Newspaper defends 'racist' Serena Williams cartoon

Jose Verdugo
Setiembre 14, 2018

An Australian newspaper defied global criticism and allegations of racism on Wednesday when it reprinted a controversial cartoon on its front page depicting U.S. tennis star Serena Williams having a temper tantrum at the U.S. Open.

America has responded with shock and disgust over a cartoon depiction of tennis star Serena Williams which has been labelled "racist" and "sexist".

In the background, the chair umpire asks her opponent, Naomi Osaka, "Can you just let her win?".

The caricature was published alongside unflattering cartoons of US President Donald Trump and North Korean Leader Kim Jong-un.

Underneath the headline "Welcome to PC world", the newspaper wrote: "If the self-appointed censors of Mark Knight get their way on his Serena Williams cartoon, our new politically correct life will be very boring indeed".

Knight said he has received death threats over the cartoon and his Twitter account has since been deleted.

The Australian newspaper at the centre of a race row over a Serena Williams cartoon has dedicated its entire front page in support of the artist.

Australian writer Maxine Beneba Clarke said she believed the front page demonstrated a "misunderstanding" of the criticism levelled at the cartoon.

Osaka was portrayed as petite and feminine with jet blonde straight hair-in real life she has dark curly hair with blonde streaks and is taller than Williams.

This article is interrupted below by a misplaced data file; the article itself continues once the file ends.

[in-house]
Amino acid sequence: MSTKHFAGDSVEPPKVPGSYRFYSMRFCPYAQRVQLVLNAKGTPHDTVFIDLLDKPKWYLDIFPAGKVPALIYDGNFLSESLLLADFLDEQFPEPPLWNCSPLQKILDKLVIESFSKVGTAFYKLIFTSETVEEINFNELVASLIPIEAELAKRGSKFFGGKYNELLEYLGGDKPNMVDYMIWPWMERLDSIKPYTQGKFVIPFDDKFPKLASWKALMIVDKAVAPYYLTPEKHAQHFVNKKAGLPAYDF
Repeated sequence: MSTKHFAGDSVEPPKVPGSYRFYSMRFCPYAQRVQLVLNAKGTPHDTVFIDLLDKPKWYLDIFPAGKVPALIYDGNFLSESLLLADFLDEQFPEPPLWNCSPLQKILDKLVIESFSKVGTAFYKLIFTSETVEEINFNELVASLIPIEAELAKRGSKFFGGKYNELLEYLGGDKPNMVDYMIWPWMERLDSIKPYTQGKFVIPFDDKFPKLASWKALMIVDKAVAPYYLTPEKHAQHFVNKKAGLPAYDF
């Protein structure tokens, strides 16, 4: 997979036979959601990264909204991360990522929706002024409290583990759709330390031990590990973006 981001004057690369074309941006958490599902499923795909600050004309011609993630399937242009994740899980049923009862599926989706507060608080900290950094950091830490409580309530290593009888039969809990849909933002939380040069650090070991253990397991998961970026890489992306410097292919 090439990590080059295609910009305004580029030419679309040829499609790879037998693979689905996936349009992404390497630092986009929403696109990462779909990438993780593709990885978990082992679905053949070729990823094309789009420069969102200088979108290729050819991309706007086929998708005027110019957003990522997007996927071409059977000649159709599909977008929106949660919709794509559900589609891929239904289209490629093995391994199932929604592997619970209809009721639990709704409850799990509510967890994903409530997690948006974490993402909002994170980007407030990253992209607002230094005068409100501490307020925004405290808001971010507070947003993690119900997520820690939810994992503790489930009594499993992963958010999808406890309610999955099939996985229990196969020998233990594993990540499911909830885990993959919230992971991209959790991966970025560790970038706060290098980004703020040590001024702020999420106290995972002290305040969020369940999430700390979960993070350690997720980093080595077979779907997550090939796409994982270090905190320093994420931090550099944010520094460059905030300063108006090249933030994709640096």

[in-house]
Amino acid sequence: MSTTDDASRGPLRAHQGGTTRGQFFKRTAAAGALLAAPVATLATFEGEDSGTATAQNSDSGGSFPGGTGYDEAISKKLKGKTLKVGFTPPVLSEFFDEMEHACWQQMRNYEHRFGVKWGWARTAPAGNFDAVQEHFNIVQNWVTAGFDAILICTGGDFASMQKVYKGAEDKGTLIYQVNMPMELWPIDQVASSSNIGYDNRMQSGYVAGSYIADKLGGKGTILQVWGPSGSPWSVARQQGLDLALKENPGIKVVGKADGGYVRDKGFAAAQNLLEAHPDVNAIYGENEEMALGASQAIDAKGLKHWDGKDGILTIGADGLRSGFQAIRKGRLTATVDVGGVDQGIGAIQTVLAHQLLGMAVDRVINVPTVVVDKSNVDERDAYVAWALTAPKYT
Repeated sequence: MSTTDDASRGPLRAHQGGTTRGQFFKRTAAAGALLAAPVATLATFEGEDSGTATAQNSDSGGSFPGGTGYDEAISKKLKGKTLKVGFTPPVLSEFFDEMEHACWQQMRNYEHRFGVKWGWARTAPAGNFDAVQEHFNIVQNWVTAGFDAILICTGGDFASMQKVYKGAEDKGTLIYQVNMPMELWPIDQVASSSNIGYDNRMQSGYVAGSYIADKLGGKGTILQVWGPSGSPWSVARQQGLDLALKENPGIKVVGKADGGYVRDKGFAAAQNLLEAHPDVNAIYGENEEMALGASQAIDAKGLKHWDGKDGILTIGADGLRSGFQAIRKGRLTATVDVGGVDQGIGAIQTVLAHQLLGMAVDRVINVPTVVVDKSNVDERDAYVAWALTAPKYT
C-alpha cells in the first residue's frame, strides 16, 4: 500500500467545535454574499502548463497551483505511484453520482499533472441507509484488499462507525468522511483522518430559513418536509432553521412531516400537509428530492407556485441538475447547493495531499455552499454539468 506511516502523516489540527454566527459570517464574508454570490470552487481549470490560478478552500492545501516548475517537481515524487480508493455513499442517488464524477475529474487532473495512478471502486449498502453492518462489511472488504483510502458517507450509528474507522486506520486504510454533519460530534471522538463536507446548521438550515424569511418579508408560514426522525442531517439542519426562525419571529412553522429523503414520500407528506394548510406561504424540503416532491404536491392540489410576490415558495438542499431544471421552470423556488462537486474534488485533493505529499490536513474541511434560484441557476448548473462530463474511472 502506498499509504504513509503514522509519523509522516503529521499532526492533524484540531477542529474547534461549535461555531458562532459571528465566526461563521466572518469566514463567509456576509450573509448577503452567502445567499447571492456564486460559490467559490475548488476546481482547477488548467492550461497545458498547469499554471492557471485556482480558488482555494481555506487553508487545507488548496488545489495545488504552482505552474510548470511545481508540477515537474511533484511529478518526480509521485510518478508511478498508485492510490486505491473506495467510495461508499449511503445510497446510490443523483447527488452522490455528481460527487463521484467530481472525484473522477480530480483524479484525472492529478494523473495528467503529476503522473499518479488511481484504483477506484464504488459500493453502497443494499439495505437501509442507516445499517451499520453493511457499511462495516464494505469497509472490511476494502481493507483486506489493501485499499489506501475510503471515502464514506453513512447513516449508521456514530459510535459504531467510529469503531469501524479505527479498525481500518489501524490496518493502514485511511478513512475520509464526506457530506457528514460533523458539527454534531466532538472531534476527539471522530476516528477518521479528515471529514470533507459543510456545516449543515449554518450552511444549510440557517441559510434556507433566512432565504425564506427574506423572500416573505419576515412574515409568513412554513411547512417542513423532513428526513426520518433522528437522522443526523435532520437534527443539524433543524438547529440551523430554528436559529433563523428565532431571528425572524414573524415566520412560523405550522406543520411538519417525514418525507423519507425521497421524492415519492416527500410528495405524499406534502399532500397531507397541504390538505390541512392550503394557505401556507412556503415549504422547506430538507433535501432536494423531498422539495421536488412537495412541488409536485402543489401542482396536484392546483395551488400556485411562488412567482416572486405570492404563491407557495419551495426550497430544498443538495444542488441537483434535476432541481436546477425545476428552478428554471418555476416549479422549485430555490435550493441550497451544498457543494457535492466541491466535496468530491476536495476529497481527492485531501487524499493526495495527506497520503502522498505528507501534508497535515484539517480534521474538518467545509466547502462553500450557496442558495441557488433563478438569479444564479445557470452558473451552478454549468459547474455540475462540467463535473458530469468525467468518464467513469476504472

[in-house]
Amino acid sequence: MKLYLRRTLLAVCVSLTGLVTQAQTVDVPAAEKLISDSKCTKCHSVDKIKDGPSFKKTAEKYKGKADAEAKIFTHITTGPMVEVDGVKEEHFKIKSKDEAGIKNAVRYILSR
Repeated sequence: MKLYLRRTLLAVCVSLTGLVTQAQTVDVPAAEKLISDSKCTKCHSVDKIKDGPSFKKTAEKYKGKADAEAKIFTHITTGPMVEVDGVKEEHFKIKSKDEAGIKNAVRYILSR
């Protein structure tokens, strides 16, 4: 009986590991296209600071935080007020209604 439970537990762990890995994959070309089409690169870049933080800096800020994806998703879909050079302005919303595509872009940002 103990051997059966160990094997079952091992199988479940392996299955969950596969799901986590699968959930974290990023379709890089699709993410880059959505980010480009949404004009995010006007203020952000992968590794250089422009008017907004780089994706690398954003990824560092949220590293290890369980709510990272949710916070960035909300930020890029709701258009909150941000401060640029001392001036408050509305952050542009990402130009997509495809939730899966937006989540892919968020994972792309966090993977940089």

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Knight said that cartoonists are increasingly concerned about outrage caused by depicting minority groups in certain ways.

"I felt Mark Knight's cartoon was too reminiscent of images drawn from the 1920s and '30s".

"But to focus on that, I think, is missing the point.

It was a cartoon based on her tantrum on the day and that's all it was".

"The Sept. 10 cartoon not only exudes racist, sexist caricatures of both women, but Williams' depiction is unnecessarily Sambo-like", the NABJ Sports Task Force wrote in a statement Monday. "Poor behaviour in any sport needs to be called out".

At the US Open, Umpire Carlos Ramos warned Williams for receiving coaching from the sidelines before docking her a point for smashing her racket. "I simply saw the world number one player having a dummy spit". She's interesting to draw.

The Herald Sun has since backed Knight following the worldwide criticism. As an African-American woman, so this whole business that I am some sort of racist, calling on racial cartoons from the past, it's just made up.

'Personally, I am with you there. That is the one thing I would say about it'.

"The enlarged facial features and the position of a dummy in the cartoon draws on pernicious stereotypes of African Americans as angry, childlike and in need of restraint by white masters", says Dr Kate Dossett, associate professor of USA history at the University of Leeds.

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